Fabio Luisi, music director of Dresden’s Semper Opera with a contract that was to run through the 2010-2011 season, was slated to conduct two spring cycles of Wagner’s Ring des Nibelungen with the company.
In February, however, Semper administrators signed a contract with German television for a New Year’s Eve concert by the Saxon State Orchestra, the pit band at the Semper Opera. Conductor will be Christian Thielemann, already named to succeed Luisi in Dresden in 2012. Luisi, told nothing about the contract, was understandably miffed and resigned his Dresden position — including the Ring engagement — immediately. This left the opera with less than a month to find replacement conductors the Wagner cycles.
Scene from Siegfried
In a world poor in great Wagnerians, the Opera did amazingly well by engaging several maestros, each of whom brought his particular stamp to the performances. Jonas Alber, who has conducted numerous Ring cycles at lesser houses, stepped in on short notice for the March 10 Rheingold, the opening opera of the tetralogy.
With the Saxon State Orchestra at his disposal, of course, Alber could hardly do anything wrong. Dating back to 1548, it is Germany’s oldest orchestra and among opera ensembles without its equal. Alber proved himself an experienced craftsman who brought coherence to the fragmented drama that Rheingold is.
Things moved in quite another direction when John Fiore took over the podium for Walk¸re. The still-youthful American, now at home at Germany’s Deutsche Oper am Rhein, the joint venture that serves both D¸sseldorf and Duisberg, is a passionate conductor who brought vivid animation to the tangled passions of the chapter of the story focused on the incestuous love match of twins Sieglinde and Siegmund.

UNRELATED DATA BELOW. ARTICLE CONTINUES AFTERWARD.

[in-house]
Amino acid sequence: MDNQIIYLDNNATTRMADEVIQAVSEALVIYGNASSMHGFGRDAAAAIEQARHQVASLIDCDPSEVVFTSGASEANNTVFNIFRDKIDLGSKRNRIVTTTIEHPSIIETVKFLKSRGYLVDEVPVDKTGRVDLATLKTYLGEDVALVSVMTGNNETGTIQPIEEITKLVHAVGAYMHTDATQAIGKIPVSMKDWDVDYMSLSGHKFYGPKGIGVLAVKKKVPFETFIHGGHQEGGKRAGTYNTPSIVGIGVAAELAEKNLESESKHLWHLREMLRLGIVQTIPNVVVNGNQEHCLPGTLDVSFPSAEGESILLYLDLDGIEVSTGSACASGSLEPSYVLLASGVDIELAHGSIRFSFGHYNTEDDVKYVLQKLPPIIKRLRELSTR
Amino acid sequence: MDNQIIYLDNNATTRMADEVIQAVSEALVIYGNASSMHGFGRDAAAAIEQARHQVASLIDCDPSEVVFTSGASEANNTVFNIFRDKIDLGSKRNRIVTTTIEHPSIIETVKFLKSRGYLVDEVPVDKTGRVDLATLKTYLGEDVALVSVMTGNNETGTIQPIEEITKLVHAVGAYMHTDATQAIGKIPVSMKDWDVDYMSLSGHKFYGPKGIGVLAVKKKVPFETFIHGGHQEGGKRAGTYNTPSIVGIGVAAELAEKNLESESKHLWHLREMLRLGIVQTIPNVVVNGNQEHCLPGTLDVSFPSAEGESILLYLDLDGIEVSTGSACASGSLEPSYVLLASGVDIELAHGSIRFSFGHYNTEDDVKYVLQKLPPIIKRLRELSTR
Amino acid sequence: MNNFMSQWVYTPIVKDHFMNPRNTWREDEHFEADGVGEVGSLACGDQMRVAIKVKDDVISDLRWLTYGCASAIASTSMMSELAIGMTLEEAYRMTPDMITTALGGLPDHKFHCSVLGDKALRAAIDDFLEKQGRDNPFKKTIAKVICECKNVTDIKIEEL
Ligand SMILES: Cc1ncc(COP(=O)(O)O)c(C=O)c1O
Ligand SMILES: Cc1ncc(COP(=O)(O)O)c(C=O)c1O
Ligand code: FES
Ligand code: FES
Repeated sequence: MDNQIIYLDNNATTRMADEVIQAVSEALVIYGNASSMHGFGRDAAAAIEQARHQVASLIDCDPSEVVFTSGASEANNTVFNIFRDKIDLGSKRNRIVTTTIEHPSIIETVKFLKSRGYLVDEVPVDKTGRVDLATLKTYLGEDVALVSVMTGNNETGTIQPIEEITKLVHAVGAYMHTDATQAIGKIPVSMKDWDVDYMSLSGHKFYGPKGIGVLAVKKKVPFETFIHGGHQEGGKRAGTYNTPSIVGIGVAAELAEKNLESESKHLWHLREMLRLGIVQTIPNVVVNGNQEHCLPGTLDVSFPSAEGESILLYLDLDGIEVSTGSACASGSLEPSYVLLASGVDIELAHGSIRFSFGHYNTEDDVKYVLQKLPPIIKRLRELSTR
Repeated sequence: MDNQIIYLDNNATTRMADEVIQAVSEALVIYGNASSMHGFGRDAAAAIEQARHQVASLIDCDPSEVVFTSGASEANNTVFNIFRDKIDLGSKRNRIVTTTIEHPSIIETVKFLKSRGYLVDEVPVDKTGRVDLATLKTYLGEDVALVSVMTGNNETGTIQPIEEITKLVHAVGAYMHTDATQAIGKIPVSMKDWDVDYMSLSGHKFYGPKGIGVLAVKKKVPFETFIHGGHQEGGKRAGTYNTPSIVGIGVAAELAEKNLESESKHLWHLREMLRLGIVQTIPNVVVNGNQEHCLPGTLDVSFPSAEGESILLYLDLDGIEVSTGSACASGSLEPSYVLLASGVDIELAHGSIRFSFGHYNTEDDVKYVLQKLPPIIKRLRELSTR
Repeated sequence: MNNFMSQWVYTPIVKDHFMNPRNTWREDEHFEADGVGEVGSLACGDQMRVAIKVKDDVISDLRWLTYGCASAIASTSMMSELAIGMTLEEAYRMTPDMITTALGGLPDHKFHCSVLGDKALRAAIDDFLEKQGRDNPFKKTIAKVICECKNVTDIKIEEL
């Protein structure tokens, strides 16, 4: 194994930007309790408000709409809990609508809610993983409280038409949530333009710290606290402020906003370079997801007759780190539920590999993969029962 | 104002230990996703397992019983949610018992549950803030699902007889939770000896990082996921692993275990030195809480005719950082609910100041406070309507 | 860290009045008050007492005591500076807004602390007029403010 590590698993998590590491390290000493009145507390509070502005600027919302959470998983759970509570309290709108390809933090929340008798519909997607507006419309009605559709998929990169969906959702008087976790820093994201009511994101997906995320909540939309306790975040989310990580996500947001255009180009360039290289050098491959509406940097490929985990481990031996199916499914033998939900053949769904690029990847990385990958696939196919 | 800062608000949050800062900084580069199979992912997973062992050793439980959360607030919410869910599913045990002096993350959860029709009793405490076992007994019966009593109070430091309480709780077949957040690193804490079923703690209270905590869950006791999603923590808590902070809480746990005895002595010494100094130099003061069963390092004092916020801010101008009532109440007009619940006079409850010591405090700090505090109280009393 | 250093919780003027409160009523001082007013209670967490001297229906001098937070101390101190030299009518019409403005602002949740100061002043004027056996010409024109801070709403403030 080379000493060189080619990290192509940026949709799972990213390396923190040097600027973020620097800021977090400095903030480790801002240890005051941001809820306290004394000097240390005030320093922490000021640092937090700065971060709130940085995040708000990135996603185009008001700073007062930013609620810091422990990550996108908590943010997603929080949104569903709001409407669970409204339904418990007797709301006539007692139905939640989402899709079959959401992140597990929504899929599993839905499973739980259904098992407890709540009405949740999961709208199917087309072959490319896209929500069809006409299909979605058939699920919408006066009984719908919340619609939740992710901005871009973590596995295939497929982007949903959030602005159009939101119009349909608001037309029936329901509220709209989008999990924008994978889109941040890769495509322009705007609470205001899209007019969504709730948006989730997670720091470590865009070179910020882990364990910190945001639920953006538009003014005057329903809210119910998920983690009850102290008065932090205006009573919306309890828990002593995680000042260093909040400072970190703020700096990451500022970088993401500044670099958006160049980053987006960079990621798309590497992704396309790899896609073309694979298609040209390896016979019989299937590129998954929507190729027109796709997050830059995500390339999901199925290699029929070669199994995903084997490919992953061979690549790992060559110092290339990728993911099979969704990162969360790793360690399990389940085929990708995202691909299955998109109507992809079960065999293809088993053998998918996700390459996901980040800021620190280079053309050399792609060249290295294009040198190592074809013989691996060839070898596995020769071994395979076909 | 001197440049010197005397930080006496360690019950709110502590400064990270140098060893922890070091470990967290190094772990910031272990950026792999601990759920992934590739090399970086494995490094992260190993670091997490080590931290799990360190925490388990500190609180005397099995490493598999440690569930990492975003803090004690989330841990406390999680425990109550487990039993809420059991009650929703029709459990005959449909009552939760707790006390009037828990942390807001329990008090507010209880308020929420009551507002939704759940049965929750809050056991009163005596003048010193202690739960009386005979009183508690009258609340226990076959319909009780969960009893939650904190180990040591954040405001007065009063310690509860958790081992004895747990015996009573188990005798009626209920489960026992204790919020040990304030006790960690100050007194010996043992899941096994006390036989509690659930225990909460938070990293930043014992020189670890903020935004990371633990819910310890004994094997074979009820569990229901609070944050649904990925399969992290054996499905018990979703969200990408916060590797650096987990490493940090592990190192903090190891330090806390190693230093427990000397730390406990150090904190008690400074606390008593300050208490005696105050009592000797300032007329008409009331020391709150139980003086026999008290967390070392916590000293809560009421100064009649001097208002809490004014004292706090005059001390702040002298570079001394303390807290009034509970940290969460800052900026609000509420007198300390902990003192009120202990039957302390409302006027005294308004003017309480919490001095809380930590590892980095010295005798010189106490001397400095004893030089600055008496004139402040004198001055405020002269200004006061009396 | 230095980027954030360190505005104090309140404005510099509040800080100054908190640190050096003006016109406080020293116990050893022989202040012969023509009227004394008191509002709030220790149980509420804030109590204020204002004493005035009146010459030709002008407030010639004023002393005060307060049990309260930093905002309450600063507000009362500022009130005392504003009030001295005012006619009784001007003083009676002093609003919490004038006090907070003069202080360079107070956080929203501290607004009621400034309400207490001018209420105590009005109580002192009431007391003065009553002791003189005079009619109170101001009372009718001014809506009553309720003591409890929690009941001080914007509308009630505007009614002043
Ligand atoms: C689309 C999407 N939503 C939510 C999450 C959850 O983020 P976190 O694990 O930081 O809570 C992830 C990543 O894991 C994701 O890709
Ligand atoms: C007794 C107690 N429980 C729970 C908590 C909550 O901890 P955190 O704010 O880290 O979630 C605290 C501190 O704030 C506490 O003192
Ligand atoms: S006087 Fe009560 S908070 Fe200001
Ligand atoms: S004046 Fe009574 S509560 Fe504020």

Scene from Die Walk¸re
Next in line was Israel’s Ascher Fisch, who although not allowed to conduct Wagner in his homeland, has built a reputation as a major interpreter of his works in other countries. (Fisch conducts the new Tristan slated for Seattle in August.)
Alber returned to go beyond himself in making the final Gˆtterd‰mmerung on March 17 overwhelming.
Watching the 100-plus musicians of the Saxon orchestra from the balcony in the fury of Act Three of the opera made clear that when Wagner is on stage in Dresden the ensemble is simply a member of the cast. The impassioned involvement experienced here — four harps, eight horns! — confirmed the world-class quality of the Semper Opera, currently celebrating its 25th season in the rebuilt historic house reduced — like the rest of Dresden — to ruins in the night of February 13, 1945.
Scene from Das Rheingold
This Ring is further the first complete staging of the cycle in Dresden since World War Two. (In the earlier spring Ring Fisch conducted both Siegfried and Gˆtterd‰mmerung.)
image_description=Scene from Gˆtterd‰mmerung [Photo by Matthias Creutziger courtesy of S‰chsische Staatsoper Dresden]
product_title=Der Ring des Nibelungen
product_by=Semperoper, S‰chsische Staatsoper Dresden
product_id=Above: Scene from Gˆtterd‰mmerung
All photos by Matthias Creutziger courtesy of S‰chsische Staatsoper Dresden